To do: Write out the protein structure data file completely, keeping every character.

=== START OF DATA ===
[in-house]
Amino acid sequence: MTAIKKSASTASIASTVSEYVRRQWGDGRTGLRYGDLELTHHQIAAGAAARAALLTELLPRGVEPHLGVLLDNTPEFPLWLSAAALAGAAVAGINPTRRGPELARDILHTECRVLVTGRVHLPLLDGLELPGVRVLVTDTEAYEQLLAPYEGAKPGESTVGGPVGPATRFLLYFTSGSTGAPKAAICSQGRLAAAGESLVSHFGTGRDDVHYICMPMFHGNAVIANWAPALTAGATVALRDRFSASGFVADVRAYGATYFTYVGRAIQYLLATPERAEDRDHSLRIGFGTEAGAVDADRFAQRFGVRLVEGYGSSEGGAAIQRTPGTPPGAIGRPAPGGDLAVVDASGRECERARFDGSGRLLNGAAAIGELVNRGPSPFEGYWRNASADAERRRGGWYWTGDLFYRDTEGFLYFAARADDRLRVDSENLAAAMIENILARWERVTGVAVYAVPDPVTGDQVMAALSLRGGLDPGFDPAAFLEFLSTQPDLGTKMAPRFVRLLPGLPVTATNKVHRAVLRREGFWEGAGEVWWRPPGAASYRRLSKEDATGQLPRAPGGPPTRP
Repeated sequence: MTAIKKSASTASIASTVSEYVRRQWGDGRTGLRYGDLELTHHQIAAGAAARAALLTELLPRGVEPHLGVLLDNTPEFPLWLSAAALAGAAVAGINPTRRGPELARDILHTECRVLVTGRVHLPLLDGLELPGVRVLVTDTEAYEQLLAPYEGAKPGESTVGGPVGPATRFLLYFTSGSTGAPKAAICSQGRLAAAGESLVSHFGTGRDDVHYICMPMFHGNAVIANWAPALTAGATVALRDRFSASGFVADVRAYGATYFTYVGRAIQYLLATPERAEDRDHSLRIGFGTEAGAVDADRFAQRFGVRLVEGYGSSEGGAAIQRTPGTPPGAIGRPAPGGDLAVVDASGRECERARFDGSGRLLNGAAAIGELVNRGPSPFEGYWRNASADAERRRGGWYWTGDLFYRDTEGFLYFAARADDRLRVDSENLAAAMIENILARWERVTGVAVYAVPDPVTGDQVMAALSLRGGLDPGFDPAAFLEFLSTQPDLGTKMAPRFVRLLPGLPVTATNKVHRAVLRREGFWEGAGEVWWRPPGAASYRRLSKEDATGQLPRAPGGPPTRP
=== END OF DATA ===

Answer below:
[in-house]
Amino acid sequence: MTAIKKSASTASIASTVSEYVRRQWGDGRTGLRYGDLELTHHQIAAGAAARAALLTELLPRGVEPHLGVLLDNTPEFPLWLSAAALAGAAVAGINPTRRGPELARDILHTECRVLVTGRVHLPLLDGLELPGVRVLVTDTEAYEQLLAPYEGAKPGESTVGGPVGPATRFLLYFTSGSTGAPKAAICSQGRLAAAGESLVSHFGTGRDDVHYICMPMFHGNAVIANWAPALTAGATVALRDRFSASGFVADVRAYGATYFTYVGRAIQYLLATPERAEDRDHSLRIGFGTEAGAVDADRFAQRFGVRLVEGYGSSEGGAAIQRTPGTPPGAIGRPAPGGDLAVVDASGRECERARFDGSGRLLNGAAAIGELVNRGPSPFEGYWRNASADAERRRGGWYWTGDLFYRDTEGFLYFAARADDRLRVDSENLAAAMIENILARWERVTGVAVYAVPDPVTGDQVMAALSLRGGLDPGFDPAAFLEFLSTQPDLGTKMAPRFVRLLPGLPVTATNKVHRAVLRREGFWEGAGEVWWRPPGAASYRRLSKEDATGQLPRAPGGPPTRP
Repeated sequence: MTAIKKSASTASIASTVSEYVRRQWGDGRTGLRYGDLELTHHQIAAGAAARAALLTELLPRGVEPHLGVLLDNTPEFPLWLSAAALAGAAVAGINPTRRGPELARDILHTECRVLVTGRVHLPLLDGLELPGVRVLVTDTEAYEQLLAPYEGAKPGESTVGGPVGPATRFLLYFTSGSTGAPKAAICSQGRLAAAGESLVSHFGTGRDDVHYICMPMFHGNAVIANWAPALTAGATVALRDRFSASGFVADVRAYGATYFTYVGRAIQYLLATPERAEDRDHSLRIGFGTEAGAVDADRFAQRFGVRLVEGYGSSEGGAAIQRTPGTPPGAIGRPAPGGDLAVVDASGRECERARFDGSGRLLNGAAAIGELVNRGPSPFEGYWRNASADAERRRGGWYWTGDLFYRDTEGFLYFAARADDRLRVDSENLAAAMIENILARWERVTGVAVYAVPDPVTGDQVMAALSLRGGLDPGFDPAAFLEFLSTQPDLGTKMAPRFVRLLPGLPVTATNKVHRAVLRREGFWEGAGEVWWRPPGAASYRRLSKEDATGQLPRAPGGPPTRP